In early April, Chief Justice John Roberts visited the Lewis & Clark Law School in Portland, Oregon to observe arguments related to an environmental moot court advocacy competition.
Naturally, as The Oregonian reports, undergraduate journalist Anthony Ruiz wanted to cover the event for The Pioneer Log, the private school’s student-run weekly newspaper. He wrote a generally flattering article about the judge’s visit to the 80th-ranked law school in all the land (says U.S. News).
School officials then apparently strongly encouraged the newspaper not to publish the story. The reason for the censorship? The head of an American law school wanted the Supreme Court’s press office to approve the story before it was printed.
The school’s dean, Robert Klonoff, dispatched Ruiz’s story to a couple of Supreme Court press representatives. “Please let me know if it meets with your approval,” the dean wrote, according to The Oregonian.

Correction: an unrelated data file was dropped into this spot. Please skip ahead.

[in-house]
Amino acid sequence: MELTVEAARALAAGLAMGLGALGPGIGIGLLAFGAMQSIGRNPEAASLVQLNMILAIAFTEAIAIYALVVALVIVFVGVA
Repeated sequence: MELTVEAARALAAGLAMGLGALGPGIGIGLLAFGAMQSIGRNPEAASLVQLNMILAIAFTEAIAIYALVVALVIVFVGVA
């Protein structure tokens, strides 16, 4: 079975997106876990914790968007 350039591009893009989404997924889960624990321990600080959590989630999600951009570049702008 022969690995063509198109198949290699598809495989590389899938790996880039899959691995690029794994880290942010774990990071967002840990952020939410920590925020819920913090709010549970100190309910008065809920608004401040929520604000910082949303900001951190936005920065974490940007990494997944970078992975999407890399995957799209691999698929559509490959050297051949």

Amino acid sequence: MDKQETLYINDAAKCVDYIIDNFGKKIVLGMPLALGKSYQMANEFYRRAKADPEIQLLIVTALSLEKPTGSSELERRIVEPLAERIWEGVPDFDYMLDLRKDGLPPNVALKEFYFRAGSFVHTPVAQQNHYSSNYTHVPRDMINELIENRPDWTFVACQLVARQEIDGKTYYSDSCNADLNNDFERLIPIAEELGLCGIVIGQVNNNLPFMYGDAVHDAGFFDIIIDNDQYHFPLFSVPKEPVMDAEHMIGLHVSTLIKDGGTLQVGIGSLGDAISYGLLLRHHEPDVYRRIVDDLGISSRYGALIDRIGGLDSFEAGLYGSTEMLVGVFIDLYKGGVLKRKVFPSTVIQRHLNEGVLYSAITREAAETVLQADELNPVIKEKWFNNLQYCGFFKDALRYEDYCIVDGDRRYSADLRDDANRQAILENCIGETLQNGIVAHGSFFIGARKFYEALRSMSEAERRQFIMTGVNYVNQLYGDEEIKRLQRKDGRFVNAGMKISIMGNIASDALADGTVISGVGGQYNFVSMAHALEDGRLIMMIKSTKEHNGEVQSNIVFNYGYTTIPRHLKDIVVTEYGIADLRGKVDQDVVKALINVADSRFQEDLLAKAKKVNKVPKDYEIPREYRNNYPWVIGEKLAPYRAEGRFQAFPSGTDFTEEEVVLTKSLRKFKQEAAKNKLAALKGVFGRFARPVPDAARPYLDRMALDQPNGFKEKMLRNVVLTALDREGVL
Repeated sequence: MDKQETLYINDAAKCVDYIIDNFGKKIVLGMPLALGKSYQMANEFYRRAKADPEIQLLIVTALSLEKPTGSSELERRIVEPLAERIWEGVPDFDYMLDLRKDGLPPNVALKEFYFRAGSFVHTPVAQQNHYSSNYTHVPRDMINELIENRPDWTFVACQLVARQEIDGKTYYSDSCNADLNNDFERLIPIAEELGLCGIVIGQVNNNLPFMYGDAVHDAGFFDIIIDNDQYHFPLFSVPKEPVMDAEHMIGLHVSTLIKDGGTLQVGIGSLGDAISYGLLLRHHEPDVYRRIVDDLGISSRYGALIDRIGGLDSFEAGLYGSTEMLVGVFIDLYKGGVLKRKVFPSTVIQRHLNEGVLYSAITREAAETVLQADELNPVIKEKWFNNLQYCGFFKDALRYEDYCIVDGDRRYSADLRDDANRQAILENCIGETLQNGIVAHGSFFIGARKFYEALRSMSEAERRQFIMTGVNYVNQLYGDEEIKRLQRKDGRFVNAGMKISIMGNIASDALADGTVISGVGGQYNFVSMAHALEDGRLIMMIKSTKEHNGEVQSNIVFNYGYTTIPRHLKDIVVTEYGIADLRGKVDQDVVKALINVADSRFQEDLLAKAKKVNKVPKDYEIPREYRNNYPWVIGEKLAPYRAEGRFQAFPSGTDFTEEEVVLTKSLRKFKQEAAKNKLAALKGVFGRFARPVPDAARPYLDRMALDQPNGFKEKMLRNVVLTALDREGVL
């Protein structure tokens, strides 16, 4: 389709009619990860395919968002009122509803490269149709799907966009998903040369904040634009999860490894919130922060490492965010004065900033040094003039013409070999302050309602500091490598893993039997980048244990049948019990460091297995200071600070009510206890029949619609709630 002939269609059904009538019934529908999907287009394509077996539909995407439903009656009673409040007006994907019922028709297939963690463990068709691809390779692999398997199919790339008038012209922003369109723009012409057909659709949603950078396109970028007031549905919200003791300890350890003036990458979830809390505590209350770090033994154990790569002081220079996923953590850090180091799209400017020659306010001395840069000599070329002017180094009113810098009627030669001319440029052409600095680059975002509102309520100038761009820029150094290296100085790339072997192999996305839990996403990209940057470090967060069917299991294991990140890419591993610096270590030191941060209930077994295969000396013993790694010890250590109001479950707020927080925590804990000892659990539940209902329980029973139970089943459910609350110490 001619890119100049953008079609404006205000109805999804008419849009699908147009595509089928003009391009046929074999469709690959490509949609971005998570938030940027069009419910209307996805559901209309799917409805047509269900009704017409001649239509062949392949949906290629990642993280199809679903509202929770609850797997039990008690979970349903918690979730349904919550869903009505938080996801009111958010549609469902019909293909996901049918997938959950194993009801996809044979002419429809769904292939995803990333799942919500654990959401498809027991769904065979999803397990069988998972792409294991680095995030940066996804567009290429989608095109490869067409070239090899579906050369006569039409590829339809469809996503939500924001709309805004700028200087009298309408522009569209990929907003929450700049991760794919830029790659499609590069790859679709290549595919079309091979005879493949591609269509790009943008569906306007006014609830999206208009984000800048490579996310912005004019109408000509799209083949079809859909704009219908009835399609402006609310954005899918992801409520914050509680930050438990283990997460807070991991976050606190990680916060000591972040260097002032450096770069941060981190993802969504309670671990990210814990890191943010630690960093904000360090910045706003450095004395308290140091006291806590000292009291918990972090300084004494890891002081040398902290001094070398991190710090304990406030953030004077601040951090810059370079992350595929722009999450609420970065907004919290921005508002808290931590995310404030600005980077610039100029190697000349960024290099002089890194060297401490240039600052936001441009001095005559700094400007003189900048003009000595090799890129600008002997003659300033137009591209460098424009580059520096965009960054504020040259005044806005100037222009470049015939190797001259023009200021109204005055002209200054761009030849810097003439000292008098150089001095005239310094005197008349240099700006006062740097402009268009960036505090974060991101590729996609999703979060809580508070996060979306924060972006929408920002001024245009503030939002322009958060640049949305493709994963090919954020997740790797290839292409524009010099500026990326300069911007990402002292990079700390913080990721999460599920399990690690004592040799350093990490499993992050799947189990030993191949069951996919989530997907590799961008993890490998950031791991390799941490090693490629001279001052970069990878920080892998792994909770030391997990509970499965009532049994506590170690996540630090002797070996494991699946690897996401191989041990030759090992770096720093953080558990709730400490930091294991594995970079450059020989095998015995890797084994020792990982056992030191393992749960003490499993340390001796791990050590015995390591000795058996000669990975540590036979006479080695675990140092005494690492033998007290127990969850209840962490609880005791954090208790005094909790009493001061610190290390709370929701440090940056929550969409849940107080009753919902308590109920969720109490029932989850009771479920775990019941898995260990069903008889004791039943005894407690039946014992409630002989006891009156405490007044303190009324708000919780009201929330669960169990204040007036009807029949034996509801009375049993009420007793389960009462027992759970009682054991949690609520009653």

Despite strenuous objections from Ruiz and his editor, Zibby Pillote, The Pioneer Log spiked the story because the Supreme Court’s press office didn’t respond to Klonoff’s request by the paper’s Wednesday publication deadline.
Officials with the Supreme Court have since graciously called the incident “a misunderstanding.”
“We do coordinate with organizations hosting a justice by reviewing drafts of promotional materials,” Kathleen Arberg, director of public information, told The Oregonian. “But we do not ask to review news coverage.”
The Pioneer Log’s editor, Pillotte, told The Daily Caller that she has serious misgivings about the incident.